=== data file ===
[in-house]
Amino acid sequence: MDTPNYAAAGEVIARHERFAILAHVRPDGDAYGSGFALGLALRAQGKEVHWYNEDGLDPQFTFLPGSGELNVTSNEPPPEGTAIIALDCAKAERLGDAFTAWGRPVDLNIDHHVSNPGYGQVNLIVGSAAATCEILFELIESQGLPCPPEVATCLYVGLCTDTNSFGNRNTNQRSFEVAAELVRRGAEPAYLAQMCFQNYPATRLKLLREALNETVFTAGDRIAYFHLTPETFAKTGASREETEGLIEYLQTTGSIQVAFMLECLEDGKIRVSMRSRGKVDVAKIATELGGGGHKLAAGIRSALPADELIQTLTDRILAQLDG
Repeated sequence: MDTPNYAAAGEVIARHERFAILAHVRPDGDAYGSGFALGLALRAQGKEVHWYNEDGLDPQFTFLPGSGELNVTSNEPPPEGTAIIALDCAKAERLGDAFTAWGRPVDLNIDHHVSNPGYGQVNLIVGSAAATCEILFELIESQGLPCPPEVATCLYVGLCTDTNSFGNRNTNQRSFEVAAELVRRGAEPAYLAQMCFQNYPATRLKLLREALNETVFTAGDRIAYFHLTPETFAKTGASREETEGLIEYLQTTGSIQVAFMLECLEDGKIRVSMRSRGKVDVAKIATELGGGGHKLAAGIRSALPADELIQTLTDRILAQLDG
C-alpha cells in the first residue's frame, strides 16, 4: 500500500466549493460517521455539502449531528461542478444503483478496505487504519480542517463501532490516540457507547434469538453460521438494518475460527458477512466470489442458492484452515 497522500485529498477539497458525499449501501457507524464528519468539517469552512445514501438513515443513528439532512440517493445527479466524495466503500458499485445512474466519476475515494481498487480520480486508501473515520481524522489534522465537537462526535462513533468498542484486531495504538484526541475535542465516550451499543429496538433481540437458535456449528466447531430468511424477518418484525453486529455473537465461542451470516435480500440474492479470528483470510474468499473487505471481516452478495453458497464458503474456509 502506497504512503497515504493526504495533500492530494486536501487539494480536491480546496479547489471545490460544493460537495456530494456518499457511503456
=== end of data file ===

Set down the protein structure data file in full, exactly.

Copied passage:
[in-house]
Amino acid sequence: MDTPNYAAAGEVIARHERFAILAHVRPDGDAYGSGFALGLALRAQGKEVHWYNEDGLDPQFTFLPGSGELNVTSNEPPPEGTAIIALDCAKAERLGDAFTAWGRPVDLNIDHHVSNPGYGQVNLIVGSAAATCEILFELIESQGLPCPPEVATCLYVGLCTDTNSFGNRNTNQRSFEVAAELVRRGAEPAYLAQMCFQNYPATRLKLLREALNETVFTAGDRIAYFHLTPETFAKTGASREETEGLIEYLQTTGSIQVAFMLECLEDGKIRVSMRSRGKVDVAKIATELGGGGHKLAAGIRSALPADELIQTLTDRILAQLDG
Repeated sequence: MDTPNYAAAGEVIARHERFAILAHVRPDGDAYGSGFALGLALRAQGKEVHWYNEDGLDPQFTFLPGSGELNVTSNEPPPEGTAIIALDCAKAERLGDAFTAWGRPVDLNIDHHVSNPGYGQVNLIVGSAAATCEILFELIESQGLPCPPEVATCLYVGLCTDTNSFGNRNTNQRSFEVAAELVRRGAEPAYLAQMCFQNYPATRLKLLREALNETVFTAGDRIAYFHLTPETFAKTGASREETEGLIEYLQTTGSIQVAFMLECLEDGKIRVSMRSRGKVDVAKIATELGGGGHKLAAGIRSALPADELIQTLTDRILAQLDG
C-alpha cells in the first residue's frame, strides 16, 4: 500500500466549493460517521455539502449531528461542478444503483478496505487504519480542517463501532490516540457507547434469538453460521438494518475460527458477512466470489442458492484452515 497522500485529498477539497458525499449501501457507524464528519468539517469552512445514501438513515443513528439532512440517493445527479466524495466503500458499485445512474466519476475515494481498487480520480486508501473515520481524522489534522465537537462526535462513533468498542484486531495504538484526541475535542465516550451499543429496538433481540437458535456449528466447531430468511424477518418484525453486529455473537465461542451470516435480500440474492479470528483470510474468499473487505471481516452478495453458497464458503474456509 502506497504512503497515504493526504495533500492530494486536501487539494480536491480546496479547489471545490460544493460537495456530494456518499457511503456